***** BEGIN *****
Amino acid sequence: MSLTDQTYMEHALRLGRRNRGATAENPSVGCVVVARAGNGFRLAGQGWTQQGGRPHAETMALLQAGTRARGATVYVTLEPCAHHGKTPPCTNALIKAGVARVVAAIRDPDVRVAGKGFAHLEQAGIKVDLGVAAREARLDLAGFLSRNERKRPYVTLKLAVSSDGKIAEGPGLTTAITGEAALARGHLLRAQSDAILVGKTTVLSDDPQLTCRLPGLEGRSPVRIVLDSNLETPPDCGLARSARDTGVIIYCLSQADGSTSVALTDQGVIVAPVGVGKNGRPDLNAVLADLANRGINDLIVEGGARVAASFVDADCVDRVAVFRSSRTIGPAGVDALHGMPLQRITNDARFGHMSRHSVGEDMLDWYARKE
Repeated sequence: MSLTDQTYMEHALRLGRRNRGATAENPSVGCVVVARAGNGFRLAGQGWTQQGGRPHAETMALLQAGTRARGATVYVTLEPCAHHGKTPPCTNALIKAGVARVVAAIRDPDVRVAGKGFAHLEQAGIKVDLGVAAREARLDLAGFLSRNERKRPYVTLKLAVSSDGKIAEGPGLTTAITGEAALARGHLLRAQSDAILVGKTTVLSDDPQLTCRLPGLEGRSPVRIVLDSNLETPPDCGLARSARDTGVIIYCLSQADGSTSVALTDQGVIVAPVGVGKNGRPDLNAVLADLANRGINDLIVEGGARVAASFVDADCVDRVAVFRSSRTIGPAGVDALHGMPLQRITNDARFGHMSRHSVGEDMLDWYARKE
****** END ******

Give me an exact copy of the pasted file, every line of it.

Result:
Amino acid sequence: MSLTDQTYMEHALRLGRRNRGATAENPSVGCVVVARAGNGFRLAGQGWTQQGGRPHAETMALLQAGTRARGATVYVTLEPCAHHGKTPPCTNALIKAGVARVVAAIRDPDVRVAGKGFAHLEQAGIKVDLGVAAREARLDLAGFLSRNERKRPYVTLKLAVSSDGKIAEGPGLTTAITGEAALARGHLLRAQSDAILVGKTTVLSDDPQLTCRLPGLEGRSPVRIVLDSNLETPPDCGLARSARDTGVIIYCLSQADGSTSVALTDQGVIVAPVGVGKNGRPDLNAVLADLANRGINDLIVEGGARVAASFVDADCVDRVAVFRSSRTIGPAGVDALHGMPLQRITNDARFGHMSRHSVGEDMLDWYARKE
Repeated sequence: MSLTDQTYMEHALRLGRRNRGATAENPSVGCVVVARAGNGFRLAGQGWTQQGGRPHAETMALLQAGTRARGATVYVTLEPCAHHGKTPPCTNALIKAGVARVVAAIRDPDVRVAGKGFAHLEQAGIKVDLGVAAREARLDLAGFLSRNERKRPYVTLKLAVSSDGKIAEGPGLTTAITGEAALARGHLLRAQSDAILVGKTTVLSDDPQLTCRLPGLEGRSPVRIVLDSNLETPPDCGLARSARDTGVIIYCLSQADGSTSVALTDQGVIVAPVGVGKNGRPDLNAVLADLANRGINDLIVEGGARVAASFVDADCVDRVAVFRSSRTIGPAGVDALHGMPLQRITNDARFGHMSRHSVGEDMLDWYARKE